• With the obvious re-use of the same model over and over again, this seems to be a colony of clones to some extent. But at the same time, the third gender girl mentions how they can still procreate viviparously and pass on genetics. Maybe it’s a mixture of clones and normal people. Either way, it’s pretty lazy to have eleven of the exact same character model in one room, even if they’re clones. You could at least put some slight variations in each character, show that they’re still individuals.

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• The FPS of the animation is pretty shoddy. The first few minutes of the episode it was mostly nice and fluid, but then got shot pretty badly afterward.  And the character models in general are rather bland and uncanny looking. The rest of the visuals are great though; particularly the background art with the level of detail and grunge they give the setting, and the use of lighting is clever.

• Whilst in some sort of changing room, a talking bear comes up to him and explains that she’s the dorm mistress; probably the most random and weird part of the episode. Is she a robot, or have certain animals evolved to be more human-like?

• The long white-haired dude seems like a smug asshole. Not that that’s a bad thing; just pointing out how he comes across to me. He coerces a fellow classmate to “come to his room”, since apparently being associated with him will aid her career as a pilot. And then he also feels entitled to use this Type 17 mecha, which for some reason is supposed to be super good even though it’s outdated. I sense a rival for the main character!

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6 Responses to Knights of Sidonia, Ep 1: War makes fascists of us all

  1. gedata says:

    Also another weird thing I discovered while diggin around in the Knights of Sidonia manga was that folks of Izana’s gender can make their own clones too strangely enough

    Anyway I liked this premier, pretty much like an Attack on Titan in Space except it doesn’t try to hook with shock and tragedy right out of the gate

  2. Real life space travel is also a heavily controlled business, with restricted access, restricting rationing, and restricted timetables.
    We know from the fact that Sidonia has been operational for over a hundred years, and the fact that the writers decided to start with a mining op that Sidonia, overall, very much lacks resources.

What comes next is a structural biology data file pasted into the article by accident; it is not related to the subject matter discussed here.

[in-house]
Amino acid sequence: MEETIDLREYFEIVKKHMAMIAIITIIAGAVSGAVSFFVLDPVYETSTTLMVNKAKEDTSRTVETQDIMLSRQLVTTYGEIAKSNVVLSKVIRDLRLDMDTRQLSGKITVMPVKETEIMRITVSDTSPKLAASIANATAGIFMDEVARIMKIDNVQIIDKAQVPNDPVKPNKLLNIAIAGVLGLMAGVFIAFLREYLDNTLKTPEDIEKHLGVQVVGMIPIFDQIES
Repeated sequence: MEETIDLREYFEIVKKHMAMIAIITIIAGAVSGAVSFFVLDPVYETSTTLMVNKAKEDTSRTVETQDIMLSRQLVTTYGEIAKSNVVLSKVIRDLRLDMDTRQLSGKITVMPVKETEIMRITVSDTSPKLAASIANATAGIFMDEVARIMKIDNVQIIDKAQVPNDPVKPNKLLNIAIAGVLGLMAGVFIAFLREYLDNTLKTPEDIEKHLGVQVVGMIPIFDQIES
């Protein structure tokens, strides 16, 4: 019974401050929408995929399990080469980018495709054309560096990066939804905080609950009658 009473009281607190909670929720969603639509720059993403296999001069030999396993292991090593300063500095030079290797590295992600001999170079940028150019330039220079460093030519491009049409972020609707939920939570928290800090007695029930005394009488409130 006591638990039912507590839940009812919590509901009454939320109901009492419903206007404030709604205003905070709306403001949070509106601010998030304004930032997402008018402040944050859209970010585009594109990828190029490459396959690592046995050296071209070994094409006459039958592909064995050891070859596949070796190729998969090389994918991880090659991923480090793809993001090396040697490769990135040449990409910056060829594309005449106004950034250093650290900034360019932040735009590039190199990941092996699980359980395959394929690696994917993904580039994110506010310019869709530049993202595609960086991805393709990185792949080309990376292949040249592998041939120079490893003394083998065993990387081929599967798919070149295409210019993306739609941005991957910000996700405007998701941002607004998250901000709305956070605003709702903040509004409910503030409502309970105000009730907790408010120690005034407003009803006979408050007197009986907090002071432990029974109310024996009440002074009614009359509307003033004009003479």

I also find it odd how people tend to look down on authoritarian governments so much when democratic governments have an equal tendency to devolve into oligarchies. That said, there is no shortage of countries where a military rulership emerges to combat an initial threat and ends up persisting for incredibly long periods of time. Examples that come to mind are Egypt and Pakistan, but the idea that governments use the idea of an external threat to keep their subjects in line is an allegation made on every country from Korea to the USA.

    P.S. it looks to me that Tsugumori has more cultural/historical significance than it has power.

    • omg Pebble stop defending authoritarianism you commie

      But well, by definition an authoritarian government is one which considers individual freedom subordinate to the power of the state. I agree that democracies have their own fair share of problems, but it’s certainly the better option compared to authoritarianism. Even if democracy do tend to devolve into oligarchies, they at least still make it more possible for change to happen through the people via peaceful means.

      That’s a good point though about military governments not being uncommon in real life, as well as the use of enemy threats to keep order being pretty common.

      Yeah, chances are Sidonia really is lacking resources, but who knows…

      • Well, democracy is sometimes referred to as the next stage of autocratic rule. The argument used is that democracy provides a limited range of options (Go Democrat, go Republican or go home), which does excludes a colossal number of opinions, but still maintains the pretense of representativity, despite it being, well, a fad, so democratic tyranny, which responds to ‘why this unfair policy?’ with ‘this is what you wanted’, is more stifling.
        Sidonia hasn’t gotten this far in the evolution of governance despite being born from a society that used it, so if anyone wanted even more parallels with SnK, we now have social regression to add to the already stacked list.

        Commies gotta comm. Fascists gotta fasc.

      • The two party system in America could probably be fixed if only we got a better voting system. I agree that as the “defender of freedom” democracy is pretty overrated, but still, it’s the better option compared to authoritarianism. I see where you’re coming though.

        I wonder if the similarities with SnK is the reason this is being simulcasted on Netflix.